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The new cold war Russia (again) won't win

The last Soviet leader, Mikhail Gorbachev, burst the 25th-anniversary balloon of the symbolic end of the cold war by warning of a new one, fed by NATO's eastward expansion. An economically weak USSR lost the last one; a still weaker Russia will lose this one too. 

“Ukraine is me”: nationalists in Kiev. EPA / Tatyana Zenkovich.

Twenty-five years after the fall of the Berlin Wall, ushering in the end of communism in eastern Europe and the break-up of the Soviet Union, all the signs point to a new cold war between Russia and the West. As the former Soviet leader Mikhail Gorbachev pointed out, the Ukrainian crisis has triggered an accelerated downward spiral in relations between the erstwhile rivals. More than that, events over the past two weeks may even suggest that this may become a cold war with a very volatile hotspot right at the doorstep of the EU and NATO.

Following parliamentary elections in Ukraine two weeks ago and separate elections in the rebel strongholds of Luhansk and Donetsk last week, it seems the now year-long crisis is heading for yet another climax. Not only were the elections in rebel-held areas in clear contravention of a 5 September agreement between the Ukrainian government and rebel representatives, but whatever ceasefire and disengagement plan the two sides had agreed to on 5 September and further specified two weeks later is now irreparably damaged after the Ukrainian president asked parliament to revoke a recent law offering more autonomy to the east against a background of escalating violence.

Far from just the occasional violations, the past three days have seen a significant escalation of fighting in and around Donetsk. Evidence has emerged of significant military supplies reaching the rebels from Russia. Much of this equipment, as well as additional troops, was confirmed by monitors from the Organisation for Security and Co-operation in Europe to have made its way to Donetsk and Makeevka, including tanks and howitzers. This followed a decision earlier in the week by the Ukrainian president, Petro Poroshenko, to send additional army units to the area in response to what Ukraine and its Western partners consider illegal elections. While Russia has stopped short of recognising the elections, Moscow has said it respects the outcome.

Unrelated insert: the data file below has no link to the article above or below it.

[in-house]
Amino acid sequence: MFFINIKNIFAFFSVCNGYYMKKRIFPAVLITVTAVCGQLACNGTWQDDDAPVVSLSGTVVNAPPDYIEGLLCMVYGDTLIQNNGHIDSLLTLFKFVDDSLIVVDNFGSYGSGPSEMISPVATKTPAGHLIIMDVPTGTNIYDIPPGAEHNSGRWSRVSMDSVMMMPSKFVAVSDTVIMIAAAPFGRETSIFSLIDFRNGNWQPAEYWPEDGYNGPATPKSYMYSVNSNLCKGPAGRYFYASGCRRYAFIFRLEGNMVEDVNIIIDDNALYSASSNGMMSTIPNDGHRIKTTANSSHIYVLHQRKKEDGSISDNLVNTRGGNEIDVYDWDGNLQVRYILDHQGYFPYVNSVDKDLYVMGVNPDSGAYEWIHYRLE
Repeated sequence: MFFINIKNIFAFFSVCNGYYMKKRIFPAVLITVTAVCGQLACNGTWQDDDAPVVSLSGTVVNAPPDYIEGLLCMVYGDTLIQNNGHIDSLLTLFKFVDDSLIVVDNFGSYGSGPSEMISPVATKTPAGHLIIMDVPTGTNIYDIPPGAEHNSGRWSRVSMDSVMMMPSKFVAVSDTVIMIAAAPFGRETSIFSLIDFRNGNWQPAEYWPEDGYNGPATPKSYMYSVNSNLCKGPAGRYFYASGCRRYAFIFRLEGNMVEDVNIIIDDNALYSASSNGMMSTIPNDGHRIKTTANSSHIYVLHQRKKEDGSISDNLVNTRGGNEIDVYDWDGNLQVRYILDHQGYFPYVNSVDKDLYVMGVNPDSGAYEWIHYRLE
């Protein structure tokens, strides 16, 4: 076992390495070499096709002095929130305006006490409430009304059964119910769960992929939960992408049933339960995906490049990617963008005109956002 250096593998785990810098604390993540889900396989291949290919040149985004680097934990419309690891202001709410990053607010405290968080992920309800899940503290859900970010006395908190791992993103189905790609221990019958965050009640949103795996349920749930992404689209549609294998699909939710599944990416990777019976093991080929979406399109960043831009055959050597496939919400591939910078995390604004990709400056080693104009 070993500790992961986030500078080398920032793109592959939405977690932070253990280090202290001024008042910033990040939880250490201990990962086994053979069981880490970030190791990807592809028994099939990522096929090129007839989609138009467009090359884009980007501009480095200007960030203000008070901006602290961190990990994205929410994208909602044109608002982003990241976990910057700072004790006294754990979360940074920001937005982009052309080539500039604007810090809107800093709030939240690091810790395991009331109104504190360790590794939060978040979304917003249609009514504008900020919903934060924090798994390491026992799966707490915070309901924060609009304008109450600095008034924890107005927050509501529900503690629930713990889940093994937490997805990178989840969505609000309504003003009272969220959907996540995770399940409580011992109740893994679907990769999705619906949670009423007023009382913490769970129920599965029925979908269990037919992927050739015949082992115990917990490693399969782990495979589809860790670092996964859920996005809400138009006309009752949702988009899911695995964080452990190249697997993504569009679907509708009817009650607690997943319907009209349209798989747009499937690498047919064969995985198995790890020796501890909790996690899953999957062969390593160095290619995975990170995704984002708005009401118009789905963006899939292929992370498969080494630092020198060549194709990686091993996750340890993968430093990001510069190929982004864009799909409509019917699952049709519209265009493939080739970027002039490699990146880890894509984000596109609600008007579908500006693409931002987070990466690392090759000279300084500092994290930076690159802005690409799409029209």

The rebels are firmly entrenched in a large area along Ukraine’s south-eastern border with Russia, stretching from just north of Luhansk to the port city of Novoazovsk at the Sea of Azov. They hold the area around Luhansk airport but do not have control of Donetsk airport or the strategic port of Mariupol. Nonetheless, Ukraine has no military capabilities at the moment to cut the rebels off from Russian supply lines, as troop and equipment movements over the past days clearly demonstrate.

Frozen conflict

Ukraine’s weakness is only part of the story. A second dimension of the evolving crisis is that Russia is clearly prepared to do whatever it takes to shore up the rebels and enable them to resist any Ukrainian effort to retake the east by force. To achieve this, Russia does not need to recognise rebel elections or referendums on independence or annex the areas as it did with Crimea in Marchthe Kremlin simply provides enough military capability to the rebels to hold on to the areas they already control. This has the added advantage of keeping the new government in Kiev busy focusing on the east, spending scarce resources on futile military efforts to regain full sovereignty over all of the Luhansk and Donetsk regions.